As adults, we are quite used to working around our psychological blind spots. This is how our personality develops. Although we can completely ignore our own vulnerabilities in the everyday struggles of life — and even remain blissfully unaware of them — we cannot afford to do this when it comes to our relationships.
Self-Reflection is a crucial skill for growth, but it can be difficult for many people. The concept of reflection requires that we step back from our lives and consider our actions and emotions objectively.
Our childhood wounds from the impact of emotional immature parenting, if left undealt, will dominate our lives under high levels of stress and emotional pain. While most people naturally engage in some forms of self-reflection, some actively avoid it. These individuals tend to fall into two categories: Internalizers or Externalizers.
Are You An Internalizer?
Labeled as emotionally sensitive, Internalizers crave genuine connection. Because they crave genuine connection, they’ll do too much for other people while neglecting themselves. They’re also deeply attuned to other people’s feelings and will find themselves absorbing everything and everyone around them energetically.
As the word implies, the Internalizer tends to internalize most of their experiences. They will immediately go inwards and often tend to be the more silent types relying on their inner resources to work through stress and trauma. Internalizers will often take responsibility for their actions and actively seek opportunities to improve themselves. They are willing to admit fault and accept constructive criticism without resentment. However, they overuse this skill, becoming overly self-critical, and engaging in excessive second-guessing.
The Internalizer may also blame themselves for anything wrong in their lives. If they get fired from a job, they’ll blame themselves for being incompetent or lazy. When they fight with their partner(s), they’ll tell themselves it’s because they didn’t do enough to make things better between them. When they fail at something, they assume it’s because they’re inherently flawed somehow. Internalizers do not see themselves as victims of circumstance; they see themselves as the cause of their own suffering. They attribute their mistakes to themselves and take personal responsibility for their mistakes and failures.
It’s not easy if you are an internalizer. You’ll end up with all these negative thoughts about yourself and your life, acting like a black hole that sucks all of your energy. In other words, Internalizers emotionally exhaust themselves because they tend not to take action, speak up or ask for help. As a result, Internalizers tend to suffer from internal imbalances such as anxiety and depression.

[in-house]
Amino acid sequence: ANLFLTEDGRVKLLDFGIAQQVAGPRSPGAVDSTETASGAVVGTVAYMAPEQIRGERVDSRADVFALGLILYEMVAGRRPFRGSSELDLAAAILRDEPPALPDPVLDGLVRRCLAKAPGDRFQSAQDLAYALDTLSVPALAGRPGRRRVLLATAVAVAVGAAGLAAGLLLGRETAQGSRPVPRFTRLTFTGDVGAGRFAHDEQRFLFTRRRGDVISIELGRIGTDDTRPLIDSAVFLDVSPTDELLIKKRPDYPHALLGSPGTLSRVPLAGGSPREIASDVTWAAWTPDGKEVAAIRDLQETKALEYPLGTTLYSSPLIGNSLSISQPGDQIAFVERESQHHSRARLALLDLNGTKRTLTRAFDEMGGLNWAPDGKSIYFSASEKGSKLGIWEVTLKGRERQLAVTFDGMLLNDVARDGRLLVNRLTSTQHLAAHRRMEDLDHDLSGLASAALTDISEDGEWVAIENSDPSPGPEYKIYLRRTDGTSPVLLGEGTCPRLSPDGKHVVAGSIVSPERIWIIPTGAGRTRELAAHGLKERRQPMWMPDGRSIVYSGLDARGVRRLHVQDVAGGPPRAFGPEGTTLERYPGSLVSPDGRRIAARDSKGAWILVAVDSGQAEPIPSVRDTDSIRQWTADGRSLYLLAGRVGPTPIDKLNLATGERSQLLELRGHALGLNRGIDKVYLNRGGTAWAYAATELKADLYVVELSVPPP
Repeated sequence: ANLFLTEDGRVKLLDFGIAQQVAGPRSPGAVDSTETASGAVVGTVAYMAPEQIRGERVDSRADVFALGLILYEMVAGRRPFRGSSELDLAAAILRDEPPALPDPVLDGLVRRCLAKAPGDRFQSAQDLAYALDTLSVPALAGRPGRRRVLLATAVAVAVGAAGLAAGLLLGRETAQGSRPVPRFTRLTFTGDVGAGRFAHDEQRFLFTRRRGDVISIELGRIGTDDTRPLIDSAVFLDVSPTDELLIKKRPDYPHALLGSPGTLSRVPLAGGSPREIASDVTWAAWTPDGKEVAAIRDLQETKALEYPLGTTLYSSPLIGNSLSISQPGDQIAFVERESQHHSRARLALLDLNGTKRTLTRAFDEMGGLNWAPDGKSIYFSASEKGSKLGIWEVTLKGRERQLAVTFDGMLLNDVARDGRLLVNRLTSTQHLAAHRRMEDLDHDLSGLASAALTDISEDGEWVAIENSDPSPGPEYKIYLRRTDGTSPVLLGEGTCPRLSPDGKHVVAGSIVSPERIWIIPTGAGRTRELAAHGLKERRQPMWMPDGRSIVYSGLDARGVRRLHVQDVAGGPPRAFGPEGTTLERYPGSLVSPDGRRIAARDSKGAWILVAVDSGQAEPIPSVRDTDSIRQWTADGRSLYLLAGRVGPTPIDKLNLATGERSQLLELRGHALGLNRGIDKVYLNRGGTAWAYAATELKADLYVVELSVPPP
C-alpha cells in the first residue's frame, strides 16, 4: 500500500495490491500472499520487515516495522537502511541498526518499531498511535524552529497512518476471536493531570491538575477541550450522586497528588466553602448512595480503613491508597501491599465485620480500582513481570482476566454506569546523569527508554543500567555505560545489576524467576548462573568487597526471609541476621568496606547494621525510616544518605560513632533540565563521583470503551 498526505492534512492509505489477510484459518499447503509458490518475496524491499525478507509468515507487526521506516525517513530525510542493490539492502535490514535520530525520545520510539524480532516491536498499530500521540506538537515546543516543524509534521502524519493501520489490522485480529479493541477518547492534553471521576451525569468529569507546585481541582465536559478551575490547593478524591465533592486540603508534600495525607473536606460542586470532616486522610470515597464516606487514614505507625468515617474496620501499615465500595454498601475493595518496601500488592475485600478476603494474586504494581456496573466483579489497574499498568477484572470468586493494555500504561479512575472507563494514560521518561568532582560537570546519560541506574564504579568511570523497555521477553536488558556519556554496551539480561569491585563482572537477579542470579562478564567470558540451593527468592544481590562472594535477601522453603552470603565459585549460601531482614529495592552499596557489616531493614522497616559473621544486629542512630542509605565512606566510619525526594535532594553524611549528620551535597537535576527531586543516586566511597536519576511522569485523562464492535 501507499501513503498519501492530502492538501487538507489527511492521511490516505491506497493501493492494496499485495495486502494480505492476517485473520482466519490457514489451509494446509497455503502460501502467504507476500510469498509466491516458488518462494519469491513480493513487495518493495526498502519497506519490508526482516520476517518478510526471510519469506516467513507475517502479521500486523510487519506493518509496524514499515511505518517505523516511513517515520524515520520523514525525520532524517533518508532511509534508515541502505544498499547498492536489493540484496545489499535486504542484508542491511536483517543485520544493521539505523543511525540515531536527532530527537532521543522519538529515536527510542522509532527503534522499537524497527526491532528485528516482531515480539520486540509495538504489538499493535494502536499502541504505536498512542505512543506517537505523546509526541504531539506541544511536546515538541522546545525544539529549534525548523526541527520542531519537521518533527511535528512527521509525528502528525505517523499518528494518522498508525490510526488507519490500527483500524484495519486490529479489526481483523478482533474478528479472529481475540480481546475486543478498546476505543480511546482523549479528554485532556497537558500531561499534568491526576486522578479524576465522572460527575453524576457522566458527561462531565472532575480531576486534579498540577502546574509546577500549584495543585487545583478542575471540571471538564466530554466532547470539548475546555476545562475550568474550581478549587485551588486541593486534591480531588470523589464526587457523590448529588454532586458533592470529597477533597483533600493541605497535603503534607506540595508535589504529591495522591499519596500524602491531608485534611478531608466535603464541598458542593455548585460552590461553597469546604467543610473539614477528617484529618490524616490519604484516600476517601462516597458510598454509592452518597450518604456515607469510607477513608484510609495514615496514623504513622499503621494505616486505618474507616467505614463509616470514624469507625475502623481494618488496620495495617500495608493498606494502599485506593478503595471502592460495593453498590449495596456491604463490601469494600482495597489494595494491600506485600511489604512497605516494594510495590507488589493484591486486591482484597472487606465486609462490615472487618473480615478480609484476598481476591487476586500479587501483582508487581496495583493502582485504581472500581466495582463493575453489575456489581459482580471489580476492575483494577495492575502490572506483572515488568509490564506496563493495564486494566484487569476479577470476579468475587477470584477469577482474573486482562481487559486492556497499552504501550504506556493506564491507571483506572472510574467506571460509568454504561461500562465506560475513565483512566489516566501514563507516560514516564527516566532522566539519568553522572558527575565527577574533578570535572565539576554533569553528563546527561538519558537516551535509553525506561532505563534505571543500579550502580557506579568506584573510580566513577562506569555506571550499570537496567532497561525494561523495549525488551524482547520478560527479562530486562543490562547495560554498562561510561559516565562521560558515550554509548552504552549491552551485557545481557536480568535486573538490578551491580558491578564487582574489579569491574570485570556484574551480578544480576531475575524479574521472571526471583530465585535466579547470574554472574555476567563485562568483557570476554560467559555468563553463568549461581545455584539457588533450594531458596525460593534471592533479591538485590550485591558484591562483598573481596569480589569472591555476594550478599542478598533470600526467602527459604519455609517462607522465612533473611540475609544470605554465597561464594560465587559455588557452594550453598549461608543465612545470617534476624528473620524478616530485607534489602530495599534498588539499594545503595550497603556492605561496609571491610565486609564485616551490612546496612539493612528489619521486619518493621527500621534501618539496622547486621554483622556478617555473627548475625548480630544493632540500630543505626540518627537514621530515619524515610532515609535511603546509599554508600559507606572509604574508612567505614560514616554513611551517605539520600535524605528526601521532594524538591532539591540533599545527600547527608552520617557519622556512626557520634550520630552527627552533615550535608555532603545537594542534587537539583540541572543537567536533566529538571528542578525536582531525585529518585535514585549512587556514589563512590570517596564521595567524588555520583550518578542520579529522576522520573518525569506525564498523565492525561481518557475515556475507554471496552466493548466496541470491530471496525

For children who were Internalizers growing up with emotionally immature parents, those parents dismissed or ignored their emotions or mocked their sensitivity, so Internalizers often felt embarrassed to show deep emotions. Emotionally immature parents often have difficulties withstanding their own emotions, so the genuine connection that Internalizers need—those parents won’t be able to give it to them. Therefore, as adults seeking help is difficult because most Internalizers believe they’re too needy or dependent on doing so. When they finally seek support, it surprises them that what they’ve needed is completely justified.
Here are a few examples of what an (adult) Internalizer might do in a situation. For instance, if a very Internalizing person were to receive negative feedback, they would likely say to themselves:
- “What did I do wrong?”
- “How can I fix this?”
- “What can I learn from this?”
Understand that Internalizers and Externalizers fall on a spectrum, which some individuals can fall on one extreme end of the spectrum than another. And with any personality trait, it’s possible to find the strengths lurking behind the shadows. An Internalizing worldview promotes psychological growth in three ways:
- It allows the individual to learn from their mistakes by recognizing the consequences of their actions.
- It allows them to develop more effective strategies for addressing their problems and conflicts.
- It provides a sense of authenticity and self-worth based on internal validation rather than external praise or approval.
Are You An Externalizer?
Externalizing can be a way of coping with the pain, stress, and anxiety that we feel when life gets tough. But this coping mechanism is not only counterproductive. It’s detrimental to our self-esteem and mental health. An externalizing worldview has the power to stunt psychological and emotional growth and is often a hallmark of emotionally immature individuals.
Externalizers have a tough time regulating their emotions because external factors strongly influence them. Rather than taking responsibility for their problems, Externalizers blame others and deny that they have any role in the problem or conflict. If a partner tells an Externalizer that something isn’t working in the relationship, their first response will likely be to deny the problem exists or blame their partner for the problem.